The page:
Personally ( to the best of my knowledge),my first visit to  this place was when I was just 11 and my paternal grand mom got me a jewel box which i cherish to this date.( she passed away a couple of months later and so was the last gift from her) and a stencilled colored alphabet kit for my 5 year old sis and from then on it is a ritualistic stop for me at chennapatna  whenever enroute mysore. 
 Next time while you are on the Bangalore –Mysore highway, indulge the child in you and pay a visit to these toy shops or if you’re luckier pay a visit to the homes where these dolls are crafted and have a visual tour. You will be thrilled to see the child in you surf up!
Check the pics below clicked by me on my latest visit and have your pick....

                                  ....  keychains, car hangings, window and wall hangings........

                                   .... showpieces, wall masks,  pooja mantaps

                                   The traditional stacker ring dolls.

                                      roller toys and colorful pallankuzhi

                               stationary items like erasers, sharpeners, stand alone dolls.............

                               pen holders, jewel boxes, kunkum bharnis and roller rabbits...........

                                casks, wooden vintage bikes, cars 
and many more like  crafted rosewood inlay tables, centre tables ........all at any of the chennapatna wooden toy stall anywhere in Indian art/craft exhibition or at Cauvery emporias across India.


  1. I WILL STOP there pakka and buy that motobike in the last picture :)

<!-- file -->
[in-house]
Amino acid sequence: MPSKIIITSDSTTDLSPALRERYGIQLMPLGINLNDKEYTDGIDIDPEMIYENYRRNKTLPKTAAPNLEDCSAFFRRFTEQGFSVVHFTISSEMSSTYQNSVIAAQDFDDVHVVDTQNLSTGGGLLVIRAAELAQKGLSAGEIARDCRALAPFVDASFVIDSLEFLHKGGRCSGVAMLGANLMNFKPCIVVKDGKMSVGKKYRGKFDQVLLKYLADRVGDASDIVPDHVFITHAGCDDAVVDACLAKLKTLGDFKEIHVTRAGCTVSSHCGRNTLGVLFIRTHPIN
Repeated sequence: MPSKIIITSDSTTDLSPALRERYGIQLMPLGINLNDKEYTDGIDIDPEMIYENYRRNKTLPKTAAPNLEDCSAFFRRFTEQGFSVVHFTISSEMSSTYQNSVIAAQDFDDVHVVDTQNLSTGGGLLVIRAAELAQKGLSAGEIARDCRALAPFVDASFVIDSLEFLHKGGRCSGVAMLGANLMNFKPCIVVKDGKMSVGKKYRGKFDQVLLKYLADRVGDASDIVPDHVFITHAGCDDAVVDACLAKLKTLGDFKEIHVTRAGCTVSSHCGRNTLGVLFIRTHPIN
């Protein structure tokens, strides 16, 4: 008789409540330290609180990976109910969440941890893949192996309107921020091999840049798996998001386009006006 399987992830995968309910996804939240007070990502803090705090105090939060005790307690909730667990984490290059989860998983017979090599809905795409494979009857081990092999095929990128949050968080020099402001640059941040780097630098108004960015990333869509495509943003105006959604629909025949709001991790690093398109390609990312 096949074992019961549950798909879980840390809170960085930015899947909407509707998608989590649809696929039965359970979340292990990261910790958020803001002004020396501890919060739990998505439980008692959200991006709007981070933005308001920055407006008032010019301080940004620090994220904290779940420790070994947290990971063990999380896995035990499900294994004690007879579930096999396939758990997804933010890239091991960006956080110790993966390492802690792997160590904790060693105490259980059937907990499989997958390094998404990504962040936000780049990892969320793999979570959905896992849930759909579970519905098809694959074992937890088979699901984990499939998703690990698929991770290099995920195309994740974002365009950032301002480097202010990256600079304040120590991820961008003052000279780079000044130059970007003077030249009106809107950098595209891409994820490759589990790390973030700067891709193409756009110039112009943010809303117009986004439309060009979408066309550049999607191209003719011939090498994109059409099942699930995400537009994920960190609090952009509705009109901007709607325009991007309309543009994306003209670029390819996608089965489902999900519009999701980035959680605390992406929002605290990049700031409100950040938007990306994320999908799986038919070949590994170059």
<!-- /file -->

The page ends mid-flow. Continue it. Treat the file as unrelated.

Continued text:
2. I have never been to Chennapatna, but these days some of their dolls are available here and I plan on getting some soon. The range of toys is just awesome !I collect automobile miniatures, so this makes me want to head right there and check their stuff out.

  3. hmmm...nice :) somehow the dolls which are gifted looks more beautiful than the ones bought or on showcase..en athu?? :D

  4. These toys are indeed very beautiful, and we are also great fans of these toys. We have so many of them in our house. I remember doing a blog on them long time back. I keep looking for new ones to add to our collection.
    Thanks for bringing it up for us.

  5. colourful indeed..the toys are..hey thanks long as asha is der i can keep the blog alive ..what say? haha thanks again

  6. hey .. I understood what you were getting at. yeah ,even while i was in school wren and martin had almost become obsolete in the sense that nobody really used grammar books.I can only imagine how many people actually refer to it now .Obviously like every post on the blog, I liberally use exaggeration.I had to remove the post to avoid getting into any possible trouble :-) I will have to thank you for that comment,because sometimes(make that a lot of time) my sarcasm goes off in a tangent and conveys something it really is not meant to convey.

  7. @ bikramjit - nice choice:)

    @ bhargavi - hope you add them to your collection :)

    @gils - oh ungulakkum apdi dana :D

    @ rama - thank you :)

    @R. ramesh - sure..sure.... my pleasure to read cheerful posts

    @Bhargavi - yes, it happens at times. I'm glad you understood my point :)

    @R. ramesh :)

  8. Love the nice colourful array of the dolls.I would certainly make a trip to this place if I am going to Mysore. We have the dance doll and 2 small wooden toys with a spring for the neck still at my mom's palce. Must be nearly 40 years old.